evidence is judged to be of equal value,
that is, there are hierarchies of research
design that are evaluated to have different
strengths, different levels of value in
the decision making process. See the two
charts below – one graphically represented,
one textually to help understand the
concepts important to critical appraisal,
assessment, and evaluation of research.
The Evidence Pyramid
[Source: Source: SUNY Downstate Medical Center.
Medical Research Library of Brooklyn. Evidence
Based Medicine Course. A Guide to Research
Methods: The Evidence Pyramid: http://libguides.methodistcollege.edu/content.php?pid=175181&sid=1474687]
For a definition of the different types of research methodology, i.e.
systematic review, randomized controlled trial, and others, visit the
Medical Research Library of Brooklyn's Evidence Based Medicine tutorial.
Levels of Evidence
- Category I: Evidence
from at least one properly
randomized controlled trial.
- Category II-1: Evidence from well-designed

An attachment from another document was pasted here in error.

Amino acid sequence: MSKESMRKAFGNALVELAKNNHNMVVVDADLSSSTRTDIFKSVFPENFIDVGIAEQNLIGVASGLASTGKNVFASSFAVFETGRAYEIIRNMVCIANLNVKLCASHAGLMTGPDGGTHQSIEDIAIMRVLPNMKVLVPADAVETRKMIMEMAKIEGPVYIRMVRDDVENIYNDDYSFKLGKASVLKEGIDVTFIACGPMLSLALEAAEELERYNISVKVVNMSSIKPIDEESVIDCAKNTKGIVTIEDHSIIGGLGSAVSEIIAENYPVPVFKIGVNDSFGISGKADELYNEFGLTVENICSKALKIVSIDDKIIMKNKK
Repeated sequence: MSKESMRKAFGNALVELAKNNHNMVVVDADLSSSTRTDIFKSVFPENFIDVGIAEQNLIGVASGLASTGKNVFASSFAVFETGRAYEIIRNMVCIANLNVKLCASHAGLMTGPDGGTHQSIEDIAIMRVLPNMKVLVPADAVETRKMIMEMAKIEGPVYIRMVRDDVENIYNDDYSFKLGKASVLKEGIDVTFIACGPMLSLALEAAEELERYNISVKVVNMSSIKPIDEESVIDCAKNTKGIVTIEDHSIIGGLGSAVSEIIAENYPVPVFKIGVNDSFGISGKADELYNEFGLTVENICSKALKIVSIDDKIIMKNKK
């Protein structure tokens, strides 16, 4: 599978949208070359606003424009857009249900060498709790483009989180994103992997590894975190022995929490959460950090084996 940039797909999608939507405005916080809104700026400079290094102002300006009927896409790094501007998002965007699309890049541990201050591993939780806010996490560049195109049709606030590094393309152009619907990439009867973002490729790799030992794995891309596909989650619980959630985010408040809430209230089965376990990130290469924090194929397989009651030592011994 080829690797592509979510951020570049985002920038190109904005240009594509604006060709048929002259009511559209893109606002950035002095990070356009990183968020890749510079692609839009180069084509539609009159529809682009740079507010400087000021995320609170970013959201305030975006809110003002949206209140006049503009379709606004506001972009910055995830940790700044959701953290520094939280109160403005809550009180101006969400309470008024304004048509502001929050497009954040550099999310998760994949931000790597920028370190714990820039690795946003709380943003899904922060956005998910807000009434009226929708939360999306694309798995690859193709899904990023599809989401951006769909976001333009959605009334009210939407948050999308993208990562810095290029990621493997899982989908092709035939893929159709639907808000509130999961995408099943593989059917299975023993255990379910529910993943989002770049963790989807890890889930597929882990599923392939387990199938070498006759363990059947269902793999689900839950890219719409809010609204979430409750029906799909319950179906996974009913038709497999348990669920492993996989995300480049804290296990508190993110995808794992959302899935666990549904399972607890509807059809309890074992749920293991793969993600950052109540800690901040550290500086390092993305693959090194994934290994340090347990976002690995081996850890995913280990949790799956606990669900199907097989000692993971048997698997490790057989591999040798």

controlled trials without randomization.
- Category II-2: Evidence from well-designed
cohort or case-control analytic
studies, preferably from more than one
center or research group.
- Category II-3: Evidence from multiple
times series with or without
intervention or dramatic results in uncontrolled
experiments such as the results
of the introduction of penicillin treatment
in the 1940s.
- Category III: Opinions of respected
authorities, based on clinical
experience, descriptive studies and case
reports, or reports of expert committees.
[Source: Harris, R.P. et
al. (2001). Current methods of the U.S. Preventive
Services Task Force: a review of the process.
American Journal of Preventive Medicine. April
20 (3 Supplement): 21-35.]